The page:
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Aids Alert International: Global HIV epidemic fueled by UN policies
Study says major funding, changes needed soon
New HIV epidemics in Eastern Europe, Central Asia, and China are spreading fast due to injection drug use (IDU) transmission, and these epidemics will continue to escalate unless the United Nations and individual countries make major policy changes, a new report charges.
"Our 20 years of experience in how to address [HIV prevention among] vulnerable populations are not at all being put to use among drug users," says Kasia Malinowska-Sempruch, director of the International Harm Reduction Development Program at the Open Society Institute in New York City.
"The U.N. convention criminalizes possession of drugs even for personal use," she says.
This approach marginalizes IDU communities, pushing their drug use underground, which facilitates the sharing of needles and spread of HIV, Malinowska-Sempruch explains.
The result is the situation now at hand, according to the report Illicit Drug Policies and the Global HIV Epidemic:
Instead of tackling the epidemic head-on with harm-reduction strategies, such as providing drug treatment and clean needles, which would prevent it from spreading to the general population, these nations have followed the U.N.’s lead in treating drug users like criminals, Malinowska-Sempruch says.
"Many people are hostile to drug use as a principle . . . and do not put into place harm reduction programs," she notes. "The U.N. has not spoken in favor of harm reduction, so it provides cover to people who are not sympathetic."
Without harm-reduction programs, which were used very successfully in Australia, the United Kingdom, Poland, Canada, and some Western European nations, it’s likely HIV epidemics will grow in many of these countries where the epidemics are relatively new, Malinowska-Sempruch says.
Although organizations like the Open Society Institute are doing what they can to introduce harm reduction programs to Russia and other countries, these efforts provide only a small amount of coverage and cannot stop HIV from spreading, she explains.
For instance, the Open Society along with the British Development Agency have funded nearly four dozen harm-reduction programs in Russia, but even at that number, the programs reach only 5% to 7% of the people who need assistance, she says. "Unless the government steps in and uses its own clinics and AIDS centers to spread information out to people, we’re not stopping the epidemic, and we only have a large-scale pilot program," Malinowska-Sempruch says.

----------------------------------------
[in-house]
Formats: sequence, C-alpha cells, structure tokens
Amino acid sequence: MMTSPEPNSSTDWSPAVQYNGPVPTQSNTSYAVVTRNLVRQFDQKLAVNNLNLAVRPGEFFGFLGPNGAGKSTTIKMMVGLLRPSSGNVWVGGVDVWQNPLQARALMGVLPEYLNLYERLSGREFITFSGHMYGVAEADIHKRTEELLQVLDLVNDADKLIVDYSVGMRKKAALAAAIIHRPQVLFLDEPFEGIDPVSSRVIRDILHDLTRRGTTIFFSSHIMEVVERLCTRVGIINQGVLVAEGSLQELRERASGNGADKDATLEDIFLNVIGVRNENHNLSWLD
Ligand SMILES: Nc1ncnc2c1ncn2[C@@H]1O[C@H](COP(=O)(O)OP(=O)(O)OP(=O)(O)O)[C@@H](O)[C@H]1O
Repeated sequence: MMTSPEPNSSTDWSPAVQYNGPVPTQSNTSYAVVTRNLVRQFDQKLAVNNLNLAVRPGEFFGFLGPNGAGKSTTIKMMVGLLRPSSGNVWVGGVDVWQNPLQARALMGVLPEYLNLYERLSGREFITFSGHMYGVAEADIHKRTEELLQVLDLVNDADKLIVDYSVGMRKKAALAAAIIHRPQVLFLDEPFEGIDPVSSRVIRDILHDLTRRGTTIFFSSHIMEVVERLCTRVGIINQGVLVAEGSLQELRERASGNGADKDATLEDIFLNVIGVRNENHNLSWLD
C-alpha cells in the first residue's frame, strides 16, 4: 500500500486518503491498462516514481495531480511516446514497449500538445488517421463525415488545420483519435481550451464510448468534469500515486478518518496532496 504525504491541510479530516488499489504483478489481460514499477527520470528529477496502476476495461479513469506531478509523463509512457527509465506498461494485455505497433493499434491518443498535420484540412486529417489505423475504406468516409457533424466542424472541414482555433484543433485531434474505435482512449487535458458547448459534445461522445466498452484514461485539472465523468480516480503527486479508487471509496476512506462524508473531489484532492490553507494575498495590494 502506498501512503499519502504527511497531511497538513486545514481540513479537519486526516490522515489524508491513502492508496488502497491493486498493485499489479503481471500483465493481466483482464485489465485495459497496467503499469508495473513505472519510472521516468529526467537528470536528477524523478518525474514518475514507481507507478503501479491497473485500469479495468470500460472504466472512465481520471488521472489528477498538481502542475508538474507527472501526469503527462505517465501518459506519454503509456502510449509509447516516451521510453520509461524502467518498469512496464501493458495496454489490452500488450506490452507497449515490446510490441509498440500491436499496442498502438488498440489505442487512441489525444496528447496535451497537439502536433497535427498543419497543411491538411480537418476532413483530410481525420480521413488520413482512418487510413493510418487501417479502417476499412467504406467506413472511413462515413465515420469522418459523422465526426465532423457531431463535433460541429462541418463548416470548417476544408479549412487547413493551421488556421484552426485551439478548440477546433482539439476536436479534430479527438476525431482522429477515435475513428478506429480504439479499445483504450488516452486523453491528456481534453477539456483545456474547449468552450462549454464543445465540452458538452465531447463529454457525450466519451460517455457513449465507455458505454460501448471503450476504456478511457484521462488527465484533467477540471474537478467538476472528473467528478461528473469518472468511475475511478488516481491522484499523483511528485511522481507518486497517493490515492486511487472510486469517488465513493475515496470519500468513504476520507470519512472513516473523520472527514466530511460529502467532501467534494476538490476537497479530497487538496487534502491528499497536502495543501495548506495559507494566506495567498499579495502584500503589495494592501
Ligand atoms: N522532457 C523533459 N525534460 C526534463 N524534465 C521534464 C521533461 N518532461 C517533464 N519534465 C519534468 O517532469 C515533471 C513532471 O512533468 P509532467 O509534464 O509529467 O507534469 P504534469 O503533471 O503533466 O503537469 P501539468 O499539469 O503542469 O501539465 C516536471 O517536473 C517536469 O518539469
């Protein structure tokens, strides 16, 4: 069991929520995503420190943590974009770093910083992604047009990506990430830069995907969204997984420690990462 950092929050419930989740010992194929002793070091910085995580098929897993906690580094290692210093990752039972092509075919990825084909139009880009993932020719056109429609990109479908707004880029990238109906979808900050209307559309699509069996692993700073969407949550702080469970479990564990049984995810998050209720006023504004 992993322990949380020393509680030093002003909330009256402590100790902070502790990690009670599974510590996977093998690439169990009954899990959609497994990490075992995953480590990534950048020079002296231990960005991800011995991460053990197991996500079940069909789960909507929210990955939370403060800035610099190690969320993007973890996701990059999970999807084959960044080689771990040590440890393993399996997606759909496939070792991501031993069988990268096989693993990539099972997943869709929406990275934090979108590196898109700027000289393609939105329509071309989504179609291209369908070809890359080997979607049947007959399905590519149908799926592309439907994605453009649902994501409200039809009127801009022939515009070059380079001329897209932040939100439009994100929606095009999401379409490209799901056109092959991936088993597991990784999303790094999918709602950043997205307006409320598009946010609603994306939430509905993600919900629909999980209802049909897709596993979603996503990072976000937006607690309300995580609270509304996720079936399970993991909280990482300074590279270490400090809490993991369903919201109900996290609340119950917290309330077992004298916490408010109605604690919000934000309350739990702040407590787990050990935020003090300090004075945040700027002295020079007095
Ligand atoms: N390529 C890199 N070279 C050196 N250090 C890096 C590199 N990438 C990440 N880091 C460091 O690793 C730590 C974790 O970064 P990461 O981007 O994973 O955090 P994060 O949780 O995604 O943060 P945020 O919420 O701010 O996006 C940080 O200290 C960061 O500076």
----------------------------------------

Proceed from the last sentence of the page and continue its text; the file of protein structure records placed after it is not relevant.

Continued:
So it will be crucial for nations to change their policies regarding IDUs and to fund programs that help stop the HIV epidemic rather than worsening the problem. With these goals in mind, the Open Society report makes very specific recommendations for the United Nations, including the following:
Government funding for harm reduction programs is crucial if there is any hope of stopping the spread of HIV among IDUs and others, Malinowska-Sempruch says.
The magic number that has shown to stop HIV among IDUs in other countries is 60%, she notes.
"Sixty percent of the drug users need to be offered services if you are going to stop the HIV epidemic," Malinowska-Sempruch says. "If you have one or two harm-reduction programs, and the coverage is 1% — that simply is not going to stop an epidemic; it’s a gesture that shows good will, but it won’t make a difference."
1. Wolfe D, Malinowska-Sempruch K. Illicit drug policies and the global HIV epidemic: Effects of U.N. and national government approaches. Published on-line by the International Harm Reduction Development, the Open Society Institute. New York City; March 2004. Web site: www.soros.org.